Tag Archives: AROH

Education Index

Last night I updated my global “Education” numbers with more recent data (2011!) from the UN’s Development Programme site, and was at first extremely disappointed to see a decline across the board. (I actually had to walk away from the computer for a bit!) However, after closer examination, I realized that the data model I had been using previously (from Wikipedia’s entry on the U.N. Education Index) had been updated to reflect a more ambitious target including secondary education.

I’m still a bit ambivalent about these numbers — I just really didn’t want to see them go down, sometimes by as much as 20% — but am slowly accepting that the higher goal of universal secondary school education is admirable. So, I’m hopeful that, going forward, we will see increases. (Except for New Zealand which is at 100%!) I also want to delve further into these numbers to find out exactly what they mean and how they are being measured. (And if any of my education friends out there have any thoughts or opinions on measuring education attainment globally, I would love to hear them!)

Children at Divine Hope school near Jinja, Uganda

Sometimes, it’s just good to take a step back to get some perspective. In 2008, my friend Alan Locke invited me to go to Uganda to be a part of opening a clinic there that he had helped fund. He had also helped found and supports two schools which provide education to HIV/AIDS orphans, and which currently enroll around 1,000 children, after starting a few years ago in a hut with about 40 kids. (The charity is AROH and you can find out more at the website we’ve created. I will be talking about them more — my Uganda trip was a lifetime of learning experiences!) Anyway, we handed out pencils to the kids (they’re more practical there than pens) and it will always amaze me that, when we went back the next day, a lot of the kids were still holding those pencils — they were like gold because they offered the promise of education and a better life.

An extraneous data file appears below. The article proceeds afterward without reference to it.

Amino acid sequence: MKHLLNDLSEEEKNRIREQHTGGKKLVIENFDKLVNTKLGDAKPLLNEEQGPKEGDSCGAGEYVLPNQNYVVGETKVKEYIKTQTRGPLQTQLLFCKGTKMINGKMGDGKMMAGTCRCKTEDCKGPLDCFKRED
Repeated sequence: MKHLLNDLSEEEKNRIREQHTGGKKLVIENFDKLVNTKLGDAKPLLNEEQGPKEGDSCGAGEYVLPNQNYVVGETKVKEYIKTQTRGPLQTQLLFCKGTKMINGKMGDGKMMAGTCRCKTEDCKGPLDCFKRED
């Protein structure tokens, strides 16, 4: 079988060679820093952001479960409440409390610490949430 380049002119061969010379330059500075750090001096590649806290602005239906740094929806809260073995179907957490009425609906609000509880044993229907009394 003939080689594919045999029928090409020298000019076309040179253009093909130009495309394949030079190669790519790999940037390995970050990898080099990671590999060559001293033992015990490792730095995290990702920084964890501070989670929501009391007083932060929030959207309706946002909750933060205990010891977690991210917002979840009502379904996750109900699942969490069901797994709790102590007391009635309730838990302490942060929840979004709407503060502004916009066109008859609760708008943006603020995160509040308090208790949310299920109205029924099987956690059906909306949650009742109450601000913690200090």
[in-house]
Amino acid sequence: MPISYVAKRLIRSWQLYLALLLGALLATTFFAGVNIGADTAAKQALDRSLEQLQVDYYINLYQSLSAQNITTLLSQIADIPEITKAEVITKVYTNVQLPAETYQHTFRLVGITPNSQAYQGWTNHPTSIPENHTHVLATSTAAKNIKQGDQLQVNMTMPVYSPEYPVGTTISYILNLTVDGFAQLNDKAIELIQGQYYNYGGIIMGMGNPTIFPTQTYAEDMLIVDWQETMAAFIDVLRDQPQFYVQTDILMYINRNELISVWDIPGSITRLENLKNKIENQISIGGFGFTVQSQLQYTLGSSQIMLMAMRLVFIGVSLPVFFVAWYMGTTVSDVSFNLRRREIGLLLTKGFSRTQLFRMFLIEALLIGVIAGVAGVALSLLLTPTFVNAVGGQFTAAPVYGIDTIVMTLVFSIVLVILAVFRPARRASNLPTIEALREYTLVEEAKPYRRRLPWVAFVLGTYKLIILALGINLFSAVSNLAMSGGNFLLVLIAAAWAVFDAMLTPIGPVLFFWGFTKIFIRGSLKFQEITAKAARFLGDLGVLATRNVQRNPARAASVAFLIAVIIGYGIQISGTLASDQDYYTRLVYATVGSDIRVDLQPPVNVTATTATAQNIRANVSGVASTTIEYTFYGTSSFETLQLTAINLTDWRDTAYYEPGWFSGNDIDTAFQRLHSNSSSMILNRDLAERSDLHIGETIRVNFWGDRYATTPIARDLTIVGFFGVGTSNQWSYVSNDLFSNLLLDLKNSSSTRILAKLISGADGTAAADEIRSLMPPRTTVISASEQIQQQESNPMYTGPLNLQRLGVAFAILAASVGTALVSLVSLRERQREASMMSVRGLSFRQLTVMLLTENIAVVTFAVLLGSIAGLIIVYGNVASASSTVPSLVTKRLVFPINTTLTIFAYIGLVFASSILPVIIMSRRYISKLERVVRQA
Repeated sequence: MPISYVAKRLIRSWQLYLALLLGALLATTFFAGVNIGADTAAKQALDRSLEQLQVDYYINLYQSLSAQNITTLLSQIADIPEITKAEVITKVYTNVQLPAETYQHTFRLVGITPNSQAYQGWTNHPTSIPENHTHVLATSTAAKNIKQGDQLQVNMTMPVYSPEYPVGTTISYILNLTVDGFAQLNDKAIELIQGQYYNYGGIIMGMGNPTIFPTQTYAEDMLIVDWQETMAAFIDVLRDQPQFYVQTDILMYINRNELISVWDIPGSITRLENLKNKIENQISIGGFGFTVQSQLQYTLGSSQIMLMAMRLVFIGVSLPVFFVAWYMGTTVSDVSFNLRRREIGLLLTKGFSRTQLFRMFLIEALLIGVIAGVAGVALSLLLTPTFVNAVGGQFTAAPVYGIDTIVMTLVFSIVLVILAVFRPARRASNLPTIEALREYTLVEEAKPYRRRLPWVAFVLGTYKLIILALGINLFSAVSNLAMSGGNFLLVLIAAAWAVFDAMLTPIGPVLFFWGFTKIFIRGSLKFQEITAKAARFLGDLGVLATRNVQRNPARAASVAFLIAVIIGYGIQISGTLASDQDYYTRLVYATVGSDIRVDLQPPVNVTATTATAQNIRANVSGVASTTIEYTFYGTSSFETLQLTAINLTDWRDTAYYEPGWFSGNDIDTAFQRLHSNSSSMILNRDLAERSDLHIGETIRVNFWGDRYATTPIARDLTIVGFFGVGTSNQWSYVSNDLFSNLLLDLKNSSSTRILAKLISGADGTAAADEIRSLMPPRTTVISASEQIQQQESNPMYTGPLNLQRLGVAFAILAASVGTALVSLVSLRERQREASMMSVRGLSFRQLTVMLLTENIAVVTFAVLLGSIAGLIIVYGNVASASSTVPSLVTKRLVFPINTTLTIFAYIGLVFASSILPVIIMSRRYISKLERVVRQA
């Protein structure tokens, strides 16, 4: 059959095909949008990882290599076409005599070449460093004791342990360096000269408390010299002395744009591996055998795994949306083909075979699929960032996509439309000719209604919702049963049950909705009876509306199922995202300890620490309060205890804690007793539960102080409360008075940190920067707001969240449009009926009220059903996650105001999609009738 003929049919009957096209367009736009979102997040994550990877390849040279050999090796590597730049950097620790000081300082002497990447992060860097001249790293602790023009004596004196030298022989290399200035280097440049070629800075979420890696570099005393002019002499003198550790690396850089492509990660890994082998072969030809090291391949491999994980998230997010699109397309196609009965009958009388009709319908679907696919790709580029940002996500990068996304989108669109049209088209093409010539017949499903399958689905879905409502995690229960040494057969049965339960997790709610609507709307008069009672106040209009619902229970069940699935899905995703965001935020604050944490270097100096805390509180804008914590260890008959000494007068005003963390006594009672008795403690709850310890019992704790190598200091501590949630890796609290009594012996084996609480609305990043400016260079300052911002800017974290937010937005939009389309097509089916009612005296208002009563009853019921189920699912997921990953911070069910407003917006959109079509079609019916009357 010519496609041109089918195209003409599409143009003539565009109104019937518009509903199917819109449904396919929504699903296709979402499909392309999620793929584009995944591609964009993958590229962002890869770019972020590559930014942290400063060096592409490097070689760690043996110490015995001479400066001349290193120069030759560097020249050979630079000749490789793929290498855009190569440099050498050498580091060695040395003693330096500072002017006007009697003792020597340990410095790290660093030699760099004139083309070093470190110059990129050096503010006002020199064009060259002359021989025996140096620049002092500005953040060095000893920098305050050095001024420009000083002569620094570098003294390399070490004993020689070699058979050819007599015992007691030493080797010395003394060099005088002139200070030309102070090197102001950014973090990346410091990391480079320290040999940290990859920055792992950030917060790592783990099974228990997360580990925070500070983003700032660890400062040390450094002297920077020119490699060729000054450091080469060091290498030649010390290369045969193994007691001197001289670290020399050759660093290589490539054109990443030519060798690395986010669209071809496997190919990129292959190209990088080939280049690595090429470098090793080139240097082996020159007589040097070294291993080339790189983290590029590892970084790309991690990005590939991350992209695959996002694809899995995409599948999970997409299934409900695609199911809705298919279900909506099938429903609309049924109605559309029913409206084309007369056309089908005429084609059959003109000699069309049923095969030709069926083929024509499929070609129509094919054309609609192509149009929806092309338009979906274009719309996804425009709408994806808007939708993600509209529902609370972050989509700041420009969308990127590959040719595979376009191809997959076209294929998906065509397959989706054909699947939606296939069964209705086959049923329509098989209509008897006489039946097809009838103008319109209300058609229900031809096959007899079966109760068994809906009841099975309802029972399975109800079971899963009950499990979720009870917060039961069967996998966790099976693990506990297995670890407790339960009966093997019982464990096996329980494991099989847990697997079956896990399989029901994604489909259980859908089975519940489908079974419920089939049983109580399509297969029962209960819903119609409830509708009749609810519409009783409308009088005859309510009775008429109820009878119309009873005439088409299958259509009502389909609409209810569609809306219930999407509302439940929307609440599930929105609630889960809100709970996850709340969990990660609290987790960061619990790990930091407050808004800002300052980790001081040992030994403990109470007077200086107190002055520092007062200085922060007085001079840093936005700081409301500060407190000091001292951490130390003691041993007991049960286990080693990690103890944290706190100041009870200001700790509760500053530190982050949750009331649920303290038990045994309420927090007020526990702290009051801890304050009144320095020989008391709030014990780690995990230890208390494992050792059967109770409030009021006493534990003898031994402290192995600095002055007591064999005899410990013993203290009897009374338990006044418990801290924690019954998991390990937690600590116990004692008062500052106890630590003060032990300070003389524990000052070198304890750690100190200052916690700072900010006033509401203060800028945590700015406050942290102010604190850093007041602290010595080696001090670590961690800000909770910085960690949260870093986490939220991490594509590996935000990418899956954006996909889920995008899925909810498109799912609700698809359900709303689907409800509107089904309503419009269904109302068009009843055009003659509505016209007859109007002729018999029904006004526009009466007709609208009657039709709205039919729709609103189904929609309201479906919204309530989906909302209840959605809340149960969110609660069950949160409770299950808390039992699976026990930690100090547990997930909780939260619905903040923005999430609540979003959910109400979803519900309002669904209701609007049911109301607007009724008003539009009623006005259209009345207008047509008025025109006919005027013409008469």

So, as much as I worry about the future of the world sometimes, I also remember those kids and their absolute determination to get an education, and that is an encouraging thought.

Thanks for stopping by,

Heather McC